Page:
And if you’re looking for a Rick Grimes costume for a child, oh, say age 5 to 7, don’t worry: Toys “R” Us has you covered (see the package below).
Disney story artist Clio Chiang isn’t the only talented member of her family. Her sister Connie is a makeup artist, so she and a friend dressed up for Halloween this year as a Lichtenstein painting. However you feel about couples’ costumes, this one gets points for originality and execution. Continue Reading »
Early this month, comedian, actor and occasional comics writer Patton Oswalt issued a call for help on Twitter: His 3-year-old daughter wanted to dress as Spider-Girl for Halloween, and insisted “Daddy has to be Doctor Ock-a-pus.” The problem was, he didn’t have time to make the required costume. Who should come to Oswalt’s aid but Adam Savage, veteran special-effects designer and co-host of Mythbusters. The delightful results can be seen above.
“As sometimes happens, I just immediately saw in my head how to make a really easy-to-wear, inexpensive, fast-to-build Doctor Octopus costume,” Savage explains. How inexpensive, and how fast to build? Well, he constructed the costume in just four hours using off-the-shelf crafting materials. See how in the video below.
Here’s a Halloween treat: Feast your eyes on this amazing pumpkin sculpture of The Joker by ace pumpkin carver Andy Bergholtz. It took him eight hours to do, and Yahoo has a short video of the creation process (below). DC Comics commissioned the pumpkin as part of its Super-Villains Month, which also included an invitation for fans to vote for the ultimate super-villain team; The Joker was the runaway winner.
Courtesy of Victor Quinaz, Brent Schoonover and Archaia Comics, we’re pleased to share a Halloween-themed comic strip by the creative team behind Archaia’s Mr. Murder is Dead, starring the story’s main character, The Spook. Click on the image below to check it out:
Digital | Comics by ComiXology has topped Apple’s charts as the top-grossing iPad application for the last six Wednesdays. ComiXology cited the launch of DC’s New 52 initiative, as well as many other comic companies moving to a same-day digital release schedule, as reasons for its success. “When have comic books, not comic book movies, not comic book merchandise, but the actual comic books been #1 in anything, much less high tech?” comiXology CEO David Steinberger said in a statement. “Being the number one grossing iPad application six Wednesdays in a row isn’t just a huge milestone for comiXology, but a huge milestone for comics as a medium … and we could not be prouder.” [press release]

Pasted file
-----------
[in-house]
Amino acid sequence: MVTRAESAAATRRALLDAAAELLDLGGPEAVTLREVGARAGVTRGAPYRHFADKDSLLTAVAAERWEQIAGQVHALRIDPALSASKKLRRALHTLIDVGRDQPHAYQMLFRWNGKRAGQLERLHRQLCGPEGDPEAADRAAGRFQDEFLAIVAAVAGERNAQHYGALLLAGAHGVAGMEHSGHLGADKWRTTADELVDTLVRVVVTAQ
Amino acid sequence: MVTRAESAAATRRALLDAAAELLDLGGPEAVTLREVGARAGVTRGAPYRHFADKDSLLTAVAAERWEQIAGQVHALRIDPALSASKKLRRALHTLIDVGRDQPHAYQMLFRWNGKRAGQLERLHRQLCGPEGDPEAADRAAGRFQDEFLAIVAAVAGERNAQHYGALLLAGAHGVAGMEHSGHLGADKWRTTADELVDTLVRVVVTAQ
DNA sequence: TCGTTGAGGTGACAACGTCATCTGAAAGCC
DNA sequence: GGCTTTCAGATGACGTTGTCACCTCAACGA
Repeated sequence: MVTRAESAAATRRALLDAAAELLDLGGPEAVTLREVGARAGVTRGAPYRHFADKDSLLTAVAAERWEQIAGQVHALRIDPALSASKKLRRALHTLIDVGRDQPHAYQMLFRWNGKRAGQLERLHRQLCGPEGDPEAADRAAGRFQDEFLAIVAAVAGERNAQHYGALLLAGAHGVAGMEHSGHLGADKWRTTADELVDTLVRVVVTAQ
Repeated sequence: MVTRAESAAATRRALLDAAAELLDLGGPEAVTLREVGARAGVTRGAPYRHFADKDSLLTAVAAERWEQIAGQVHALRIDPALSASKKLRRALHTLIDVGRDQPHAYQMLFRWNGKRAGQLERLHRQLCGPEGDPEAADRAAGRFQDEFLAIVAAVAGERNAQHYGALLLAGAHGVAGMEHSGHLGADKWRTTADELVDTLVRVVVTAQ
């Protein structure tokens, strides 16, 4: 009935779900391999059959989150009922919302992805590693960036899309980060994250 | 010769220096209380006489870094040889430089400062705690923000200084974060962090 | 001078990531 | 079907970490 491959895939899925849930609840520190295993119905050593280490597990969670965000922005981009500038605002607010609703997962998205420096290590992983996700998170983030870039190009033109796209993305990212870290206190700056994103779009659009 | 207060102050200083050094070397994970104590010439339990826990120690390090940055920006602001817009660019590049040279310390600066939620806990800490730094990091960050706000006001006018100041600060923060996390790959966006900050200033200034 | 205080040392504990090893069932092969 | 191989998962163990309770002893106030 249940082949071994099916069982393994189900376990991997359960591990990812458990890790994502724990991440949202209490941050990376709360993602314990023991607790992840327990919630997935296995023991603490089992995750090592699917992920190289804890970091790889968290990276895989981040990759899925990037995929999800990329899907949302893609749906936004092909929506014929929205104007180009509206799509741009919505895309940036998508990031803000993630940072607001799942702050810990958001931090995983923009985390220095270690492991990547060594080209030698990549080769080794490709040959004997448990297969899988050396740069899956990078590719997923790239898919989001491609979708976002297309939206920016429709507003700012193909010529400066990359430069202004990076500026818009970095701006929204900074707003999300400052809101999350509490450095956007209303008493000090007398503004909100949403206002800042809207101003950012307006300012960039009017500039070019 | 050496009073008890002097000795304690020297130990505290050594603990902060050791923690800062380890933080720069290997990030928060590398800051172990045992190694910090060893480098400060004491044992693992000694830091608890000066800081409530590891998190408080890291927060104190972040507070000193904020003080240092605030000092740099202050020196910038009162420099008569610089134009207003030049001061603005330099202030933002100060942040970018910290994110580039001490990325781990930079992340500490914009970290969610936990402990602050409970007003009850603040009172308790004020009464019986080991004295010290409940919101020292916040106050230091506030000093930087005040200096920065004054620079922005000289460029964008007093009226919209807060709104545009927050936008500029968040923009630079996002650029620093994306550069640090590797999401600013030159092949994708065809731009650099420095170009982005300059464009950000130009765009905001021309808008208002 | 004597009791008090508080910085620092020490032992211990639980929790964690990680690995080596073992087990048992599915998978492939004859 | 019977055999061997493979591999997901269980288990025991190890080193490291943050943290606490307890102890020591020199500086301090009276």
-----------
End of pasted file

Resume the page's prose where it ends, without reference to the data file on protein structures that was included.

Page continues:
Creators | An auction for the naming rights to a character in Mark Millar and Dave Gibbons’ The Secret Service raised $5,100 for St. Bartholomew’s Primary School, where Millar attended. The money will be used to pay for field trips for the school’s students. “I’m a former pupil at St. Bartholomew’s and have so many great memories of the place,” Millar said. “I know there’s not a lot of money in local government at the moment and I was sad to hear that the annual school trip for the children had been cancelled. By establishing this fund, I hope to have a pot the head-teacher can dip into every Christmas and take the entire school to a pantomime every year.” [Airdrie & Coatbridge Advertiser]
Chris Schweizer is too busy to do a lot of Halloween sketches, but his take on Frankenstein’s monster as a work in progress is too good to pass up. Click the link for a scary story about Schweizer’s own Victor Frankenstein experience.
When he’s not busy running the Stumptown Comics Festival, Indigo Kelleigh draws comics, and he has come up with a cute mini-comic to hand out to the lucky kids who knock on his door this Halloween. Seven Little Monsters is a spooky riff on the Five Little Monkeys tale, done in a slightly retro pen-and-ink style. He posted the whole thing online for those of us who won’t be trick-or-treating in his neighborhood, so go, take a look.